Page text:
+ Ba(OH)2 -> BaCl2 + H2O
### Figure 2: Entering an equation.
The equation you just entered is the reaction of hydrochloric
acid with barium hydroxide. To begin, Click on the green **OK **button on the right. You will see a window
that looks like this:
### Figure 3: Your equation is ready to be balanced.
Notice that you don't need to type in subscripted numbers
because the Tutor properly displays them for you.
# Step 3: Take the first step in balancing the equation
The Tutor will balance the equation step by step. Click
on the green **Next Step** button
at the right. The result will look like this:
### Figure 4: The Tutor takes the first step.
The Tutor highlights
the change it made to the equation and gives you a short explanation.
# Step 4: Ask questions
The Tutor can do more than simply balance equations. It
can also help you answer questions you might have. Let's ask some questions
of the Tutor.
a) In the first step, the oxygen (O) atoms were balanced
first. Let's have the Tutor explain this step in more detail.
Click on the question, "Give me
a more detailed explanation of the last step you took." to highlight
it. Then, click on the green **Ask?** button to see the Tutor's answer.
### Figure 5: The Tutor answers the question: "Give
me a more detailed explanation of the last step you took."
b) Now click the question "Is the equation balanced yet?" then click **Ask?
**Then, ask "Is H balanced?"
to get an explanation of why hydrogen is not yet balanced. Check to be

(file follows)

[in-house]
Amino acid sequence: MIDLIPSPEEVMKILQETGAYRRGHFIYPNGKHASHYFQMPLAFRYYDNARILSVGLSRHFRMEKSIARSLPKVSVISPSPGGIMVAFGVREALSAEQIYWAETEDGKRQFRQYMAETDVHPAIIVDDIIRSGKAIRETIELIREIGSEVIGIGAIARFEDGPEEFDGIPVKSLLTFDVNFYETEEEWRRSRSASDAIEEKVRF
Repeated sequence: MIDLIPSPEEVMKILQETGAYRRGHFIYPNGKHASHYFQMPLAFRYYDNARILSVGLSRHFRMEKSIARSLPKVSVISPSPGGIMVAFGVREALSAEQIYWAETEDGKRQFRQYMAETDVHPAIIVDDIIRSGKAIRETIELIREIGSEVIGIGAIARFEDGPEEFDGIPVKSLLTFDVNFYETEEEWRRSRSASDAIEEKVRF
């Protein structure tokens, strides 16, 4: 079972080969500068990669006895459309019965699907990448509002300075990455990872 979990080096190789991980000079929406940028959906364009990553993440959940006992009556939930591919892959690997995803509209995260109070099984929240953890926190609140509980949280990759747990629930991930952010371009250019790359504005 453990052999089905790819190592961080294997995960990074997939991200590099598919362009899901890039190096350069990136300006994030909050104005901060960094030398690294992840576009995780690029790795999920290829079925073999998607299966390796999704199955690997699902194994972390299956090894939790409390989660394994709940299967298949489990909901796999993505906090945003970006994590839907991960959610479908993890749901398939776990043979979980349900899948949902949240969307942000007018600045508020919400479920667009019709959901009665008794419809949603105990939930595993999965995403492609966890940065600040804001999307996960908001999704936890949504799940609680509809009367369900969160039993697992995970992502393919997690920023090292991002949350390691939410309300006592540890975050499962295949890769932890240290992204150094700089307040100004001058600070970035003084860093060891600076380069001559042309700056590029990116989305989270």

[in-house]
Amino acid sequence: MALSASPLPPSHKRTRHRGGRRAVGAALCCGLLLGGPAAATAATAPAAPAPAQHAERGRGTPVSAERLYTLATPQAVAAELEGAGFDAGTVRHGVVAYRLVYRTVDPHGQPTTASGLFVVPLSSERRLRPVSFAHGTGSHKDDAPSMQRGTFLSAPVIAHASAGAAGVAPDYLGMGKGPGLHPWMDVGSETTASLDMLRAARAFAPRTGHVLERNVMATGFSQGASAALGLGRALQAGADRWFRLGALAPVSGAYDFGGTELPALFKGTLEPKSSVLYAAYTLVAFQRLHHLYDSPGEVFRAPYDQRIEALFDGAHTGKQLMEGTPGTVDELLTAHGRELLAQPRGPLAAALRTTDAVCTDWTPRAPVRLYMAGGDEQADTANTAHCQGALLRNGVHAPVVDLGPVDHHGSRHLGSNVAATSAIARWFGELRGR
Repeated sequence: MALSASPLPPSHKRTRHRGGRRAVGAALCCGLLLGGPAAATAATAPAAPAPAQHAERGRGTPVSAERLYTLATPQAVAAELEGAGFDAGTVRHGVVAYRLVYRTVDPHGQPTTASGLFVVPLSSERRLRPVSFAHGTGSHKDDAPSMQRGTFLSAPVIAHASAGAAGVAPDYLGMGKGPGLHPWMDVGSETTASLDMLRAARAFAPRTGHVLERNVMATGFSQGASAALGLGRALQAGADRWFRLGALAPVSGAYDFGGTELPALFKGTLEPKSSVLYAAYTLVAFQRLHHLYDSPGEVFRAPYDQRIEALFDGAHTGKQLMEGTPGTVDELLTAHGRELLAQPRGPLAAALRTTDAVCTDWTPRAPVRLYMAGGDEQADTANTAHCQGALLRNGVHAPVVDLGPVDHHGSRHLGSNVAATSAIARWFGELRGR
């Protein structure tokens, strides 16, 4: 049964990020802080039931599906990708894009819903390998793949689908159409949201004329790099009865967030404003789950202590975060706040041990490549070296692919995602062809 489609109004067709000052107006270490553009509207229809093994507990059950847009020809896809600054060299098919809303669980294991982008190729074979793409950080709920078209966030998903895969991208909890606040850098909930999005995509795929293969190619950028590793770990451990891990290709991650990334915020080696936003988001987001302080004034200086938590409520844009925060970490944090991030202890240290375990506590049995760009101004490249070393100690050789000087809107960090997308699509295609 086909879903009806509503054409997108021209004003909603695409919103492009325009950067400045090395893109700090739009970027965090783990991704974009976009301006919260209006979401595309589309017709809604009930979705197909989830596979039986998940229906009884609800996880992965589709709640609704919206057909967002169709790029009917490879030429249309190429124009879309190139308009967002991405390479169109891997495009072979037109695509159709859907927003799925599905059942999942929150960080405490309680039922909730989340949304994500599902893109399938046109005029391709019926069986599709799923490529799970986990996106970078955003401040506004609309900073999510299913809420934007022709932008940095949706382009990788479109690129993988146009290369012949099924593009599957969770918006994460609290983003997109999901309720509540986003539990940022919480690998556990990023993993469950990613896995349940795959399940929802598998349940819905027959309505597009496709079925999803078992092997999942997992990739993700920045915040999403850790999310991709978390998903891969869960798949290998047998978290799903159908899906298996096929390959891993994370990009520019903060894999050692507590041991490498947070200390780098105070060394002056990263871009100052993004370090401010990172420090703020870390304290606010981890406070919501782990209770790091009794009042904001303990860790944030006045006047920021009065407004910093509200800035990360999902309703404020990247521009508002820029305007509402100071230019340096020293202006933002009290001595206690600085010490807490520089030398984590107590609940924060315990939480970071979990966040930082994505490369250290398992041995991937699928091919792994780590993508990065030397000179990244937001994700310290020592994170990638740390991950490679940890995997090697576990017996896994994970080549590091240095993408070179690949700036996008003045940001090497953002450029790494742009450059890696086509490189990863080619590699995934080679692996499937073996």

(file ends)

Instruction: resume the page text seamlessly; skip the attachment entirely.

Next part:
sure the oxygens (O) are balanced by asking "Is
O balanced?" The Tutor will confirm that oxygen (O) is balanced.
But there is still work to do.
# Step 5: Take another step
To finish balancing the equation, click the green **Next Step** button and see what happens.
### Figure 6: The Tutor takes a second step and balances the
entire equation.
The second step results in the final balanced equation.
What question could you ask the Tutor to show that the equation is balanced?
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Which element did the Tutor balance next to bring all the
other elements into balance? (Hint: Look at the compound highlighted
in red to help you.)
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Why didn't the Tutor balance barium (Ba) or chlorine (Cl)
after oxygen (O)?
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# Step 6: Ask some more questions
Now that the equation is balanced, ask the Tutor a few questions
about the balanced equation. Click on the following two questions and
see what the Tutor has to say about each:
"Interpret this equation for
me in terms of mass."
"What does this balanced equation
tell me?"
### Figure 7: The Tutor answers the question: "Interpret
this equation for me in terms of mass".
Summarize what you learned from both questions in the space